Leave a Comment
The Toronto International Film Festival is an annual tradition for Team CinemaBlend, for various reasons. The programming, from top to bottom, is unrivaled. And being in TIFF for 10 days allows us to get an enormous leg up on the Oscar race, to which we pay very close attention from now until the end of the year. There are far too many incredible films playing in the numerous sub-sections of Toronto's massive slate. So I'm taking a laser focus to their calendar and pulling out the 11 films that I believe will emerge from TIFF with that valuable -- and ever elusive -- Oscar buzz.
Which of these movies are you most excited about seeing?
La La Land
Based on the talent he showed with the searing and terrifying Whiplash, we'd stand in line for days to see anything that director Damien Chazelle delivered. But when you tell us that it's a musical starring classic talents (and silver screen beauties) Emma Stone and Ryan Gosling, and we are over the moon with anticipation. The duo play struggling artists trying to make it in Los Angeles, and the reviews forLa La Land out of Venice and Telluride over the Labor Day weekend were pure bliss. This one's a guaranteed hit, and now we're waiting to gauge its Oscar chances. Could this be the new The Artist... a sure-fire Best Picture winner?
Denis Villeneuve makes intelligent and challenging feature films that often leave you contemplating the message long after you have left the theater -- from Prisoners and Sicario to Enemy, with Jake Gyllenhaal. His latest, Arrival, is his first foray into science-fiction, and of course, it will be out of the ordinary, with Amy Adams playing an expert linguist who is recruited by the government to communicate with aliens when the extraterrestrials make first contact. Jeremy Renner and Forest Whitaker co-star.
Falling in love is hard enough. Trying to foster a loving relationship when you are an interracial couple in 1958 proves to be impossible for Joel Edgerton and Ruth Negga in Jeff Nichols' heartbreaking Cannes Film Festival hit. Nichols has a fantastic body of work that includes Mud, Take Shelter and the recent Midnight Special. But in France, where Loving made its debut, critics fell head over heels for both Edgerton and Negga, putting both of their performances in the challenging romance on the radars of awards trackers. It opens everywhere in November, and we're eager to get an early look at what looks to be a tender and tough drama.
Manchester By The Sea
Another film that comes to Toronto with some powerful pre-fest buzz, Kenneth Lonergan's Manchester By The Sea stars Casey Affleck as a Massachusetts native who must return home to the town he left behind years ago after his brother (Kyle Chandler) passes away. In the process, Affleck's character becomes the ward to his nephew, who he barely knows -- and doesn't' really want to raise. Affleck's turn is generating monster praise, though he acts alongside fellow masters Chandler and Michelle Williams. This one is a must see.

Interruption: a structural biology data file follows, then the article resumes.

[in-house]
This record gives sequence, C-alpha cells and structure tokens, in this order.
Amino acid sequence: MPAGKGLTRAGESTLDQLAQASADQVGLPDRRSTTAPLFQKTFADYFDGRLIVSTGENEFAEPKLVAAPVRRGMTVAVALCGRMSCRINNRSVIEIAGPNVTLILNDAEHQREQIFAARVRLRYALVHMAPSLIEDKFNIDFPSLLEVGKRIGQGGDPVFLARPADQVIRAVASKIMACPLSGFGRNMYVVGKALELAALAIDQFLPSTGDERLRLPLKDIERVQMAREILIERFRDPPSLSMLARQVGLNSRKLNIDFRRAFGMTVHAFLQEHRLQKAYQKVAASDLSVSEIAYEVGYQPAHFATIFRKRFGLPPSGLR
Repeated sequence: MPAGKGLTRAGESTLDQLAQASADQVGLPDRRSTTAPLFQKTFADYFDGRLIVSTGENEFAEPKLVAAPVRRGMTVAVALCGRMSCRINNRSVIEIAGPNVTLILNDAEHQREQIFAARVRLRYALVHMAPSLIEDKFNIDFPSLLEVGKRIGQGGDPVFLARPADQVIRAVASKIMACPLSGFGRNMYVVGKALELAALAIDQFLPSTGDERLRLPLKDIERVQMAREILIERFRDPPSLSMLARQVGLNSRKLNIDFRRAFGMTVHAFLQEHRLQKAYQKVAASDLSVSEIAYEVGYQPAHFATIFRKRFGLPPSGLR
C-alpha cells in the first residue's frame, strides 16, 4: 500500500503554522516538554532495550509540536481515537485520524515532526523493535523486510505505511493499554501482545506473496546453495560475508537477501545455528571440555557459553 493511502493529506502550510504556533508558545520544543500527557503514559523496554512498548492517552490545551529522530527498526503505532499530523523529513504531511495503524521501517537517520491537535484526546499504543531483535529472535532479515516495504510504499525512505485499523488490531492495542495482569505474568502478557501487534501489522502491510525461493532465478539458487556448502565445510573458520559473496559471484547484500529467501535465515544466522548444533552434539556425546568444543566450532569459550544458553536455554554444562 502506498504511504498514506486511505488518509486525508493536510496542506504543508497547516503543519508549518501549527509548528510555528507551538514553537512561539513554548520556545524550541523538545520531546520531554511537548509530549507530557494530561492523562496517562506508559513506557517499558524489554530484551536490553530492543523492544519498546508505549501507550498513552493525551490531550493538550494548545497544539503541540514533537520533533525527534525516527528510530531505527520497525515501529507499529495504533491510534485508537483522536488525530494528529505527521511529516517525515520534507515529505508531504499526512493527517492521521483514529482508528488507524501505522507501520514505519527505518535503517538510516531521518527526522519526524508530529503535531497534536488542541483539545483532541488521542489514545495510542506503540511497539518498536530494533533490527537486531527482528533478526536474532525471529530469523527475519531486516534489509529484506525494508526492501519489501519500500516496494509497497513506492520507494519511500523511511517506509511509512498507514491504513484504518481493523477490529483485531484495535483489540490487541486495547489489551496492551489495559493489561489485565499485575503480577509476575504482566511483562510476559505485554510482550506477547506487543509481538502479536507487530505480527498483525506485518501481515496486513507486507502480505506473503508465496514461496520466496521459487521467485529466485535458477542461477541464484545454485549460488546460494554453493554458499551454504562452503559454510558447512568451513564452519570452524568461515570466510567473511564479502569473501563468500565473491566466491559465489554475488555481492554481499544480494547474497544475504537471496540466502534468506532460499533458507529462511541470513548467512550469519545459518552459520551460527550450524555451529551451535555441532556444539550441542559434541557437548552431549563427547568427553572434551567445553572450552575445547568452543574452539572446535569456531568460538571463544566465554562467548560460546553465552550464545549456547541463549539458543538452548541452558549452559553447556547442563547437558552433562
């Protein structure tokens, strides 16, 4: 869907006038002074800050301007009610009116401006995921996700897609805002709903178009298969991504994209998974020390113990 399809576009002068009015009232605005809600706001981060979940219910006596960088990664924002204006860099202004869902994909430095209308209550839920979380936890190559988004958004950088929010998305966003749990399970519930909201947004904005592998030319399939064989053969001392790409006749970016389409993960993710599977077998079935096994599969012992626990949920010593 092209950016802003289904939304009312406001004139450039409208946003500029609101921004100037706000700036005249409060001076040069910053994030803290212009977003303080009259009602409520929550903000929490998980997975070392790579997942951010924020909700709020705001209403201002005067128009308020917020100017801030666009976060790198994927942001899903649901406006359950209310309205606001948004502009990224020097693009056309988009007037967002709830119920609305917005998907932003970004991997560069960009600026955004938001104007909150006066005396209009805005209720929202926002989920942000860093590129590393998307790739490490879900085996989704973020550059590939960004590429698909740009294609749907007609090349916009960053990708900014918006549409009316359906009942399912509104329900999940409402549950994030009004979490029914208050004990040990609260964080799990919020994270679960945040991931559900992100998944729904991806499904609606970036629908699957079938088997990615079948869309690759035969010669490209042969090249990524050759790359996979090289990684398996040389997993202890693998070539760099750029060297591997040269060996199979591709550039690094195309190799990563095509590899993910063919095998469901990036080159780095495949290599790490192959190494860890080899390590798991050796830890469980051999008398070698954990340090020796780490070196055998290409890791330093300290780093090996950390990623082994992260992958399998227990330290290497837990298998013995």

A Monster Calls
Much like Damien Chazelle (mentioned earlier on this list), J.A. Bayona has become a filmmaker you simply do NOT miss at the multiplex. His tsunami drama The Impossible was the perfect balance of eye-popping visual effects -- I still have no clue how he staged that tidal tragedy -- and gut-wrenching family emotions. And in A Monster Calls, he's tackling terminal illness, as a young boy calls on a mystical creature to help him cope with him mom's sickness. From what we are hearing, you better have tissues ready for Monster. And with Bayona moving on to the Jurassic World series, we can't wait to see how his effects work has evolved.
We are cheating a little bit here, because we were lucky enough to catch a very early screening of Oliver Stone's Snowden at San Diego Comic-Con... a screening that included a special Q-and-A session with Snowden, himself, beamed in from Russia! Now the politically charged biopic is trying its luck on the film festival circuit, where it could generate support for Joseph Gordon Levitt's portrayal of the NSA whistleblower. Stone takes a different approach to Edward Snowden than the recent, laser-focused documentary. Snowden spends more time developing the coder's personal life, with contributions from the lovely Shailene Woodley. Will that be enough to win over audiences, and Oscar voters?
The Birth of a Nation
Nate Parker's The Birth of a Nation arrives in Toronto with a luggage rack full of baggage. Having impressed critics in Sundance, the writer/director/star found himself confronting skeletons from his personal closet pertaining to a rape charge (of which he was exonerated). Toronto will be the first test of the public's opinion of Parker and his film following the recently-surfaced criminal investigation. Though he was found innocent, the incident could cast a long shadow over the film, making it difficult -- and uncomfortable -- to discuss the movie in the frivolous forum of an awards race.
Finally, we are putting Andrea Arnold's Cannes sensation American Honey on your radar, because of the raves we heard out of that festival earlier this year. The plot sounds simple enough, with Sasha Lane playing a wayward teenage girl who gets caught up in a whirlwind affair with a traveling salesman (Shia LaBeouf). But Arnold's movie reportedly captures the complication of American youth in 2016, and film -- being such a time capsule of each generation -- has the ability to comment on the Now for audiences of all ages. We're anxious to see what emotions American Honey stirs up inside of us.
Also of note, on our radar at TIFF 16:
Bleed For This
The Magnificent Seven
Queen of Katwe